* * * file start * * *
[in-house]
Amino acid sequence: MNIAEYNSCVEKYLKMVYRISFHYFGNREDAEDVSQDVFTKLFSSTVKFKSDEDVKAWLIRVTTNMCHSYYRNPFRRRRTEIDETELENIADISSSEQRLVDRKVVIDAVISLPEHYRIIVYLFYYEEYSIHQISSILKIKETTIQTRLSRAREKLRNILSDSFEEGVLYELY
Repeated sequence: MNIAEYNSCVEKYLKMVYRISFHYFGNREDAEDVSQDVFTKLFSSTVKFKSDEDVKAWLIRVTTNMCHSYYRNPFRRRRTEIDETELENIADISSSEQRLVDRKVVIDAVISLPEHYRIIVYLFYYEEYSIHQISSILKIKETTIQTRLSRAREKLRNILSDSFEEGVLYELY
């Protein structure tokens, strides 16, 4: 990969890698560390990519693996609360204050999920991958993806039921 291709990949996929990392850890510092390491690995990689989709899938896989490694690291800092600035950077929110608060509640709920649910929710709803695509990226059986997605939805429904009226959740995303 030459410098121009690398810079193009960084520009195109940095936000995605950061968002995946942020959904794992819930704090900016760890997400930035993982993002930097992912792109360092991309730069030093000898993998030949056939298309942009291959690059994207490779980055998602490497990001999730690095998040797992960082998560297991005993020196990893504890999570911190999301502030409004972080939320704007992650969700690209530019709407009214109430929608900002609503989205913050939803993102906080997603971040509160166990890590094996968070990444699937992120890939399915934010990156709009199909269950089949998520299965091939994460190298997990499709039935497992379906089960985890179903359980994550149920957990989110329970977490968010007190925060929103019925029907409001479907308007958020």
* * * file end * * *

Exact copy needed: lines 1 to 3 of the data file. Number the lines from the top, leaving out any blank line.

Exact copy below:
[in-house]
Amino acid sequence: MNIAEYNSCVEKYLKMVYRISFHYFGNREDAEDVSQDVFTKLFSSTVKFKSDEDVKAWLIRVTTNMCHSYYRNPFRRRRTEIDETELENIADISSSEQRLVDRKVVIDAVISLPEHYRIIVYLFYYEEYSIHQISSILKIKETTIQTRLSRAREKLRNILSDSFEEGVLYELY
Repeated sequence: MNIAEYNSCVEKYLKMVYRISFHYFGNREDAEDVSQDVFTKLFSSTVKFKSDEDVKAWLIRVTTNMCHSYYRNPFRRRRTEIDETELENIADISSSEQRLVDRKVVIDAVISLPEHYRIIVYLFYYEEYSIHQISSILKIKETTIQTRLSRAREKLRNILSDSFEEGVLYELY